So the nrf24s unknowingly to the person do send and receive at virtually the same exact time. The Tx will be in receive mode right after it sends, then it awaits the ack, right?

Robin2:
I have certainly had my nRF24s show spurious results - usually when one of the pair was not working properly. But I don’t recall any problems when the pair are working properly. I can switch one off and the other one recognizes that and when I switch on again communication resumes smoothly.

…R

With your code, both sides can verify if either one is on (I have tried it), but I modified it with LED stuff although I don’t believe it was done correctly.

EDIT: I know this is stupid, but I can definitely use the idea of millis() to verify if out of range is achieved on Rx, right? And would it be the same? On the tutorial it was on Tx, so I’m just asking.

How can I verify on Rx if data is received or not or if Tx is out of range? Obviously, !radio.available doesn’t work… I shouldn’t expect that putting exclamation marks on functions makes it the flips side of the intended operation. Perhaps else might work?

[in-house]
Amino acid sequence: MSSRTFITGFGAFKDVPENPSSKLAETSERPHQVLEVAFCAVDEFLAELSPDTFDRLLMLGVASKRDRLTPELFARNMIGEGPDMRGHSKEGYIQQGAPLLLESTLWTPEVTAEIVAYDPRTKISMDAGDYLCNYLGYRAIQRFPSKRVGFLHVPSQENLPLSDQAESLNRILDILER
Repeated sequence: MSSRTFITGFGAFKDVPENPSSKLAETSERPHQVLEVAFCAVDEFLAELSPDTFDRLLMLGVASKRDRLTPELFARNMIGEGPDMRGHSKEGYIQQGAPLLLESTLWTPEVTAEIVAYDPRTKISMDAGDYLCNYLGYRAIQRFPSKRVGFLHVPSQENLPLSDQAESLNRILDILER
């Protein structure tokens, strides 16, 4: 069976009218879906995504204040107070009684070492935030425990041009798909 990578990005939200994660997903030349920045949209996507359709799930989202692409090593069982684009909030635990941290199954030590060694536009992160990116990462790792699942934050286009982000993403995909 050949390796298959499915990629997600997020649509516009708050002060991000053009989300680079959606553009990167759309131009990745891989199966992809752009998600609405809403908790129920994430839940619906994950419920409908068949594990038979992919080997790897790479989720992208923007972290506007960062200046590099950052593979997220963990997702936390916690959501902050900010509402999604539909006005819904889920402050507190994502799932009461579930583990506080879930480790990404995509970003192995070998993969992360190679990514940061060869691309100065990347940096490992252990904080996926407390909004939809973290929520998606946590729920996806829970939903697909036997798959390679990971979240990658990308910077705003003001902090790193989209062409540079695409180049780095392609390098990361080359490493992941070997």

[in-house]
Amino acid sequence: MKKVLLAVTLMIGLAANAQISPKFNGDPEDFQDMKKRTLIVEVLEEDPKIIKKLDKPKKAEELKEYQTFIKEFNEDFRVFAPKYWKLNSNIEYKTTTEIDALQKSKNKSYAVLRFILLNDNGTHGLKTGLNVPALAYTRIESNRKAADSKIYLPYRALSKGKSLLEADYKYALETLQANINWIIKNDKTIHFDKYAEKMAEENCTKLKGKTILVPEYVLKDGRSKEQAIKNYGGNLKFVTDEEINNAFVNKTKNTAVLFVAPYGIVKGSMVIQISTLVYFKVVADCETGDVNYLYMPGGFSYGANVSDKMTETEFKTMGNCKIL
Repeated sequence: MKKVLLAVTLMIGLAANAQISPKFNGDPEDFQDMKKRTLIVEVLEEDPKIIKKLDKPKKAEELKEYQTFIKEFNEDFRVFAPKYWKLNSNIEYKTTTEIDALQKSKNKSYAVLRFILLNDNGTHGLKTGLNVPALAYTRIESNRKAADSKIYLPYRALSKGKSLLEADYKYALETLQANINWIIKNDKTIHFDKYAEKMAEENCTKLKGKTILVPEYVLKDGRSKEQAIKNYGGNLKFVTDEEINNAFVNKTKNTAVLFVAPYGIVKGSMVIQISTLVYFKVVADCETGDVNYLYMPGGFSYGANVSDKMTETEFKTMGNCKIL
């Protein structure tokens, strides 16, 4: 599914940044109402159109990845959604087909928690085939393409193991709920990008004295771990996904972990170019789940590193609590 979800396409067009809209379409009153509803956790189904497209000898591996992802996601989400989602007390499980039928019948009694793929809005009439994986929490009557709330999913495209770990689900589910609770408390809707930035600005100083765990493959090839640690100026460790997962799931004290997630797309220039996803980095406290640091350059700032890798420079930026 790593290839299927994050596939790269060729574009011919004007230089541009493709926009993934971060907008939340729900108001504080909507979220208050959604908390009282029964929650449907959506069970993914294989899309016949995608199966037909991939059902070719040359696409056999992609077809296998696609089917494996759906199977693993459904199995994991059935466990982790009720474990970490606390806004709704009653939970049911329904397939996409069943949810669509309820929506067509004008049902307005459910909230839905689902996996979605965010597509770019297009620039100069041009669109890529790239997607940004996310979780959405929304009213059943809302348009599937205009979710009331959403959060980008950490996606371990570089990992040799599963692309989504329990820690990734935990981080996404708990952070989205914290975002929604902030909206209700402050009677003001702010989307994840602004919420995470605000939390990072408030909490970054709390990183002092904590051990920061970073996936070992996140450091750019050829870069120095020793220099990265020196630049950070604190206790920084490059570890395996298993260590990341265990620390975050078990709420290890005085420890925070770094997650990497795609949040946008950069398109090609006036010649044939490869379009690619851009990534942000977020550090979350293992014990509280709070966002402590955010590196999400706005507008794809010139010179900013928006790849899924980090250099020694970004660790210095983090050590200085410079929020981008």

JeromeAriola:
How can I verify on Rx if data is received or not or if Tx is out of range?

IMHO the only reliable way is by sending messages at regular intervals and noting the absence of a message within the appropriate interval.

I have the sense that you are pursuing a theoretical question that is not of any particular value in practice.

...R

I am considering using the millis() idea, but I have my own idea I think is worth seeing. I was working on this earlier on paper (my codes are in my school computer):

Intended for Rx

unsigned long commsDelay;

void verifySuccessfulComms(){
   if(commsDelay >= 1000){
      Serial.println("Not available");
   }
}

void loop(){
   if(radio.available()){
   radio.read(msg, &sizeof(msg));
   Serial.println(msg);
   commsDelay = 10;    //while a connection is true